From backup to live storage, a single, virtualized storage-area network does it all for a Florida veterinary school.
When it comes to flexible enterprise storage, the University of Florida College of Veterinary Medicine doesn't horse around. Over the last six months, the college has been putting its 7TB storage area network through its paces, using it for nearline backup and primary storage, and has this insight to share: Storage virtualization is the cat's meow.
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The tale begins in late 2005, with UFCVM trying to cope with staggering volumes of advanced, multimedia diagnostic data. The college treats tens of thousands of animals each year -- in 2006 it handled more than 40,000 cases, it says. The pain point was backups: The window required for nightly backups to tape had begun to outstrip the time available to complete them.
To fix the problem, IT staff knew they wanted a nearline, disk-based SAN. They considered the usual proprietary storage vendors and realized their $100,000 budget wouldn't go very far, says Sommer Sharp, systems programmer for UFCVM, in Gainesville, Fla.
So Sharp decided to piece together storage capacity from affordable vendors and write the management pieces in-house. Then she learned of Storage Virtualization Manager (SVM), a virtualization appliance from StoreAge Networking Technologies, now owned by LSI.
SVM, which sits between a company's servers and the SAN (or SANs), takes low-volume snapshots of production data and sends them simultaneously to nearline backup disks and tape libraries. Because it operates outside the data path, it does not drag performance down, its maker says. It also lets storage volumes be moved among SANs regardless of the brands of the servers or storage devices involved. In this way, it creates a single, flexible pool of storage.
The college's SAN setup is a little unusual, too. The servers use iSCSI to communicate with their allocated space on the SAN, but the storage, Nexsan Technologies' SATABlade systems, uses Fibre Channel to work with the SAN's control appliances. These include the SVM, as well as a Troika Accelera switch (now QLogic's SANbox 8000).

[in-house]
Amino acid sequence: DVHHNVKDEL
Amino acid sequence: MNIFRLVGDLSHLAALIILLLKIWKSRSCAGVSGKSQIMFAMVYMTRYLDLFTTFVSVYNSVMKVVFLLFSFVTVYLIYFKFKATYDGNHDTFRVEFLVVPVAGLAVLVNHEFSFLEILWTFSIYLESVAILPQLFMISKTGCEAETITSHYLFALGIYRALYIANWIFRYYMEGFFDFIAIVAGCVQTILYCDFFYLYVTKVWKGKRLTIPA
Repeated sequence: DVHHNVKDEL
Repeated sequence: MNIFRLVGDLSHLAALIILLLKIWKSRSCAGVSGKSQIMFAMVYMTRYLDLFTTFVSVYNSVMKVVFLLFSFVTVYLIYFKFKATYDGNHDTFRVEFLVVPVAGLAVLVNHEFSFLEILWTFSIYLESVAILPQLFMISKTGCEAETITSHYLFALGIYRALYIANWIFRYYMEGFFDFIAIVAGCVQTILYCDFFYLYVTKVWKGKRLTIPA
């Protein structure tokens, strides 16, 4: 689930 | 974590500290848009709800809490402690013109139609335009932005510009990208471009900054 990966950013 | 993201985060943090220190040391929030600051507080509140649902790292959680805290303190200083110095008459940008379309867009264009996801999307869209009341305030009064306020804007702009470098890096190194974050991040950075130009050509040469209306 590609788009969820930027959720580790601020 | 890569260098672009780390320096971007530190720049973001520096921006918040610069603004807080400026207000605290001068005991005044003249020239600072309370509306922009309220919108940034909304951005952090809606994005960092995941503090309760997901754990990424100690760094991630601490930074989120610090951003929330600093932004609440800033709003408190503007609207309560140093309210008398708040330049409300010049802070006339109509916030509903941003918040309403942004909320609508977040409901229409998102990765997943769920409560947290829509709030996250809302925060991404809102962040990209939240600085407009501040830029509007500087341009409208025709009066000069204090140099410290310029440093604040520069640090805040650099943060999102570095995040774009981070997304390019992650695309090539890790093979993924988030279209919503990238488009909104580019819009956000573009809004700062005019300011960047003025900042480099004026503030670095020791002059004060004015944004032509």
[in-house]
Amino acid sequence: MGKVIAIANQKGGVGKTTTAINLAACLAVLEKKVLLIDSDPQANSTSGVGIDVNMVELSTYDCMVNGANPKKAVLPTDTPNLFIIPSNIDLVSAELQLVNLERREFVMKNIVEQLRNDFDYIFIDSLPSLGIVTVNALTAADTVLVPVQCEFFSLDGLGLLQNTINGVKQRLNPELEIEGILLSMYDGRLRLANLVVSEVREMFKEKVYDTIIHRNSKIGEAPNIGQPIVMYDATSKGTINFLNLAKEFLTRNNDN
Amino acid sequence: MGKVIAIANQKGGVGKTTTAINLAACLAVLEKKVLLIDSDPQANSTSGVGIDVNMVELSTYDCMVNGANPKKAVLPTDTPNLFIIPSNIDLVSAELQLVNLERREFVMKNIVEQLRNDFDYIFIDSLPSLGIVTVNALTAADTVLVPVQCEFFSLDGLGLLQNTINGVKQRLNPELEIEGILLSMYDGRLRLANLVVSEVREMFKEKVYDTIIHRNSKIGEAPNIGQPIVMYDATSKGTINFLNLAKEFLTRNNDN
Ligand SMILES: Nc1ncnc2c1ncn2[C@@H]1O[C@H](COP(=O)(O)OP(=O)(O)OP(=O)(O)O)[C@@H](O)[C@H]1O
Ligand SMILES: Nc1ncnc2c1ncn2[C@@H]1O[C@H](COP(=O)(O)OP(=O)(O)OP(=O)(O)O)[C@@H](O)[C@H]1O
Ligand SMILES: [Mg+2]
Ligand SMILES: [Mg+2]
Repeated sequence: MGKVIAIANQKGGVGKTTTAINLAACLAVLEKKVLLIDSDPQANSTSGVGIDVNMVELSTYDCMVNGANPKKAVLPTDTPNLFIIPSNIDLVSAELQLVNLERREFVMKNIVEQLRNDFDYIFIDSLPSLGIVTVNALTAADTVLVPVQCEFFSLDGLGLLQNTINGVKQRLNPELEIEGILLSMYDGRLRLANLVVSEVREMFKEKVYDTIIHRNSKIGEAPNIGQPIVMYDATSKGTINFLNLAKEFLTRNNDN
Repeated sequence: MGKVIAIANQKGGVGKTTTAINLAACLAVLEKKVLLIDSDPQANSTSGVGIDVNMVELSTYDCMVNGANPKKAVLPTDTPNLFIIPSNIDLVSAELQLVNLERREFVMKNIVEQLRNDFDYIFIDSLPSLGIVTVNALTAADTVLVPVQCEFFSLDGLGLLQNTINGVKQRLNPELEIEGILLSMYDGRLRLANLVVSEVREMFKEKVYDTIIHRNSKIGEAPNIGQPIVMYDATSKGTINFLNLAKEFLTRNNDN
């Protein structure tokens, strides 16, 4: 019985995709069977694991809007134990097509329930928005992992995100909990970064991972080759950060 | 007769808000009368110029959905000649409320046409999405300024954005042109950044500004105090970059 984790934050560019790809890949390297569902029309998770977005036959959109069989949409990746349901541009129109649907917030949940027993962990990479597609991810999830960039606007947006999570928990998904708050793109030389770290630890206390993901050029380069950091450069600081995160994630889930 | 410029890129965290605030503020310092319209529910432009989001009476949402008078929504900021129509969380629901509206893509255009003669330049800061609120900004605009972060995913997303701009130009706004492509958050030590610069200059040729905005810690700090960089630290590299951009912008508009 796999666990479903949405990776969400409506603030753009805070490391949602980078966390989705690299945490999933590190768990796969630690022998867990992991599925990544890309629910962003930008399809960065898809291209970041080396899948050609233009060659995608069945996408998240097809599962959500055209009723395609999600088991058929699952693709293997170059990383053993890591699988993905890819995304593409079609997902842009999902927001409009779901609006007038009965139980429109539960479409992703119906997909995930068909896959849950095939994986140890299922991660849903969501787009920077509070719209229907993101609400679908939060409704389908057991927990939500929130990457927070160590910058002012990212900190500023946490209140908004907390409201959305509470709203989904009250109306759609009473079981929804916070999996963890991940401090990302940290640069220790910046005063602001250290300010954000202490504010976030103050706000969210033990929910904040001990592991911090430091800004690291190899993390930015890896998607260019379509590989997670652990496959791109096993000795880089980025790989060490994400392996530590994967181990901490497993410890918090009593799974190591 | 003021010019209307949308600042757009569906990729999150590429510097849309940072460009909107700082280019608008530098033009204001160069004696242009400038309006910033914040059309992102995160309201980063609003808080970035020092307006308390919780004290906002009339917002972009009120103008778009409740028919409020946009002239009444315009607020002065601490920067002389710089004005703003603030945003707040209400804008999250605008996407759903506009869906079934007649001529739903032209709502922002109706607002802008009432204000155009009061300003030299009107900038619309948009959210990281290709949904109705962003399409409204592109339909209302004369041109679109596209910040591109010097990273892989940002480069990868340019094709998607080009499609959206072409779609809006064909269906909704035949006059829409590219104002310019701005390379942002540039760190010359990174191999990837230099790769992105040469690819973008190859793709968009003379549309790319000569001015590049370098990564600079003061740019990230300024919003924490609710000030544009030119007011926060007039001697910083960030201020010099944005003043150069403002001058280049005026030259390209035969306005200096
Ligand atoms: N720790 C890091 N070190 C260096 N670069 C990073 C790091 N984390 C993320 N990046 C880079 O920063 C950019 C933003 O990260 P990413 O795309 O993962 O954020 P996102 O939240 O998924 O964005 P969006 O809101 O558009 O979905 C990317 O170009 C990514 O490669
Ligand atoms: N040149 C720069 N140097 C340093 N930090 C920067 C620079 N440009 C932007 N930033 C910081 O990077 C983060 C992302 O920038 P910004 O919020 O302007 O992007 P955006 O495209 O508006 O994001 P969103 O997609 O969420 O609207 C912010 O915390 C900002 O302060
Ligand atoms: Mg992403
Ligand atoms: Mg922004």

The Accelera translates iSCSI commands, such as presenting the logical unit number to the server. Meanwhile, Sharp can use the servers' Microsoft iSCSI software, negating the need to put third-party SAN software on them. The setup is virtual and economical. "We went with the SATABlades due to cost but have been impressed with their performance," she says.
The operation was successful: The SAN reduced backup times by half, and the project came in under budget, she says.
It was later that the SAN grew really interesting, however. Even though LSI Logic bills SVM as a backup device, within a few months Sharp began to see that, because of the virtualization, she no longer needed to distinguish between inline and nearline storage.
Provisioning is a painless matter of moving volumes to any server that needs it, so live data can be managed as easily as backups. UFCVM went to town. Within the last six months, it has filled 5TB of the SAN's 7TB capacity with live data. It uses 500GB for nearline backup space, but backups also are dumped immediately to tape.
Sharp says she loves the hardware independence the appliance enables. For instance, although the SAN uses iSCSI, "I could put traditional SCSI volumes out there, too. It doesn't matter what hardware I put behind the SVM appliance, or what operating system I put in front of it," she says. When the college buys servers, all storage is left to the SAN.
With a few clicks from the SVM's management screen, Sharp allocates the desired amount of storage, "and, boom, it shows up in the device." It doesn't matter what that device is. During the testing phase her team even provisioned a laptop: "We did it for grins. We gave a laptop over a wireless connection a terabyte hard drive." But Sharp says giving clients direct SAN access is not going to happen. For security and stability, the SVM switch is on its own segregated link to the servers.
Virtualized storage offers college users other never-before-possible options, too. The SVM device lets a snapshot of live data be placed on a server easily; that gives developers a copy of a real database for testing purposes.
On Sharp's SAN project wish list, when budgets allow, is building a second, mirrored SAN for business continuity. SVM has a mirroring module that would make the implementation of a dual-failover SAN a fairly painless process, she says.
In the meantime, UFCVM is working on server clustering to speed the performance of the entire server and storage infrastructure. It has been using an informal cluster by hooking its three Microsoft servers into the SAN via Microsoft's Distributed File System (DFS) root -- making the Microsoft software act "as the traffic cop," Sharp says.
By the end of June, she expects to have implemented Microsoft's clustering services, supported by Server 2003. Among other benefits, this will give the SAN higher availability than DFS root does.
Painless, flexible, inexpensive: What's not to love about today's New Data Center virtualized storage?
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